Another example is the oft used Moon symbolism for Goddesses, particularly the ‘Maiden, Mother, Crone’ phases of the moon which is prolific in the neo-pagan community. Now, I don’t necessarily have a problem with this figure. I do, however, have a problem when people claim that all moon symbolisms and deities were feminine – because this is not true, and one example would be the Sumerian Nanna who was a god. Another problem I have is when neo-pagans cram every known goddess into this construct of Maiden, Mother and Crone – sometimes changing the myths around to make a maiden a mother and vice versa… and changing or ignoring other attributes and symbolisms, just so that everything fits into their preordained criteria. This is a particularly annoying gripe of mine, being a servant of the Silver Lady to whom I owe allegiance and honor. Ignoring pieces that you don’t like doesn’t make it true, nor does changing the myths…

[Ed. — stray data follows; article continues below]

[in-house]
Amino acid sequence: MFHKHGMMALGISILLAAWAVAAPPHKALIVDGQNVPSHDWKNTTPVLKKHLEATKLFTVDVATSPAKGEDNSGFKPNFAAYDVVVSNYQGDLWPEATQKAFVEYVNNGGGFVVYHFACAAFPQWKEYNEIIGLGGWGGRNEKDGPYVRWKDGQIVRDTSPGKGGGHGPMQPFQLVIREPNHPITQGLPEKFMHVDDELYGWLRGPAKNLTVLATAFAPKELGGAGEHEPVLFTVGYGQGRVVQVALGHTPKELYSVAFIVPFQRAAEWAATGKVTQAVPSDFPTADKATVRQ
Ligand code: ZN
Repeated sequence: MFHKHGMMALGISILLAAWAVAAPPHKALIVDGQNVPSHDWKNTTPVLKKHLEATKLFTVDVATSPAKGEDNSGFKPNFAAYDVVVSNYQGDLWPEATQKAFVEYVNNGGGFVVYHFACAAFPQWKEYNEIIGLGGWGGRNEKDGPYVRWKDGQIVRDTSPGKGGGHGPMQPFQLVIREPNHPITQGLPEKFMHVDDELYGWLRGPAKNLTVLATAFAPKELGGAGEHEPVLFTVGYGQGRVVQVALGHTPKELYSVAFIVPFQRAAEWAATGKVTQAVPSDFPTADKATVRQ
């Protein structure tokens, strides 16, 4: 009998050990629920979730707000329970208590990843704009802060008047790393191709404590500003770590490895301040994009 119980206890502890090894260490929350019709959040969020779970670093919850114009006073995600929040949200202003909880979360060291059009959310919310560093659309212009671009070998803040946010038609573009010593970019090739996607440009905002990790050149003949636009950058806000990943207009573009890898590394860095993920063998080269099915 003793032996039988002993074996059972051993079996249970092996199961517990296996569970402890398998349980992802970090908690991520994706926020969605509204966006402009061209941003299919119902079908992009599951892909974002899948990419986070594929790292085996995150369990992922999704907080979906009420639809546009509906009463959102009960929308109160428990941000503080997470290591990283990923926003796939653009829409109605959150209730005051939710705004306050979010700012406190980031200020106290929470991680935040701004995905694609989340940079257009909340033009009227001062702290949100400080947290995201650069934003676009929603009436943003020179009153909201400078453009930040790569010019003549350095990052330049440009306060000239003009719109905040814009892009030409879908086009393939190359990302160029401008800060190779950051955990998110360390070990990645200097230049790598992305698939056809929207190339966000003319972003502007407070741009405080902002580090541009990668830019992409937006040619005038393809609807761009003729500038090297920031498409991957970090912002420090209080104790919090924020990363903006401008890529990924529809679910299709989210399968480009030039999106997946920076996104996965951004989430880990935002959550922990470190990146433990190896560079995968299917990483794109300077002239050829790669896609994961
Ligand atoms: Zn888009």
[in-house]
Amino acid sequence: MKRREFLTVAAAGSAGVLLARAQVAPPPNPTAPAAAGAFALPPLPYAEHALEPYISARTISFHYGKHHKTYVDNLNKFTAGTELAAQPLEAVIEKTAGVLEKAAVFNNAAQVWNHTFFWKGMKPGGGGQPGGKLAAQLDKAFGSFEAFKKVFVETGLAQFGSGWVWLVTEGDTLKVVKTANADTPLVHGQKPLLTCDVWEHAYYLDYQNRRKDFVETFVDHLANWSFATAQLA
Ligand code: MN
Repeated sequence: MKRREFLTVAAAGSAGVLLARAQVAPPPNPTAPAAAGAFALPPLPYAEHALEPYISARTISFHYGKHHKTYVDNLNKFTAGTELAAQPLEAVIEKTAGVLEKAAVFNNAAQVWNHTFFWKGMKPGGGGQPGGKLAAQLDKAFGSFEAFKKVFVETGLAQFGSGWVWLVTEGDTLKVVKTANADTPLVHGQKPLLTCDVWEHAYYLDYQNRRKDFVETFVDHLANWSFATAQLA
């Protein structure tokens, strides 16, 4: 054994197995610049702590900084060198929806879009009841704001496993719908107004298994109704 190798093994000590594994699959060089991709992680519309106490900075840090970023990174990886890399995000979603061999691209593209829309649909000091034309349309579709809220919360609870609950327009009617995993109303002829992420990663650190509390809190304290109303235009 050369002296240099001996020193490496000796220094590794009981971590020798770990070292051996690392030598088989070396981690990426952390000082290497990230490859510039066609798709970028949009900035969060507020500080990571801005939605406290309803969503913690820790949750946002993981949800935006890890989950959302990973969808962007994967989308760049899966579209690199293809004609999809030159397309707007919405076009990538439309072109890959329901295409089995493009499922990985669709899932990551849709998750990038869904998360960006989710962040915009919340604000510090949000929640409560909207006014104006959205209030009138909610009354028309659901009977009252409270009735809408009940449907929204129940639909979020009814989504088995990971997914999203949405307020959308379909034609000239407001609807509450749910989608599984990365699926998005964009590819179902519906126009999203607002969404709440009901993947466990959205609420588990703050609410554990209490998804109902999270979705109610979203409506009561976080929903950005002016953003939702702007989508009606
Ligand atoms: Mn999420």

It would take an entire book to correct all of her foibles – and luckily enough for me, there is such a book in the making. Bit I digress…

If you are going to study a cultures beliefs… if you are going to adopt some of their practices and symbols, then be respectful and understand the cultural use of it. Don’t assume that these things are interchangeable – because they’re not. And even groupings that I use, like Celtic and Native American, are misleading because the Celtic tribes were diverse as are the Native American tribes, and each tribes has it’s own gods and beliefs and symbolisms and meanings.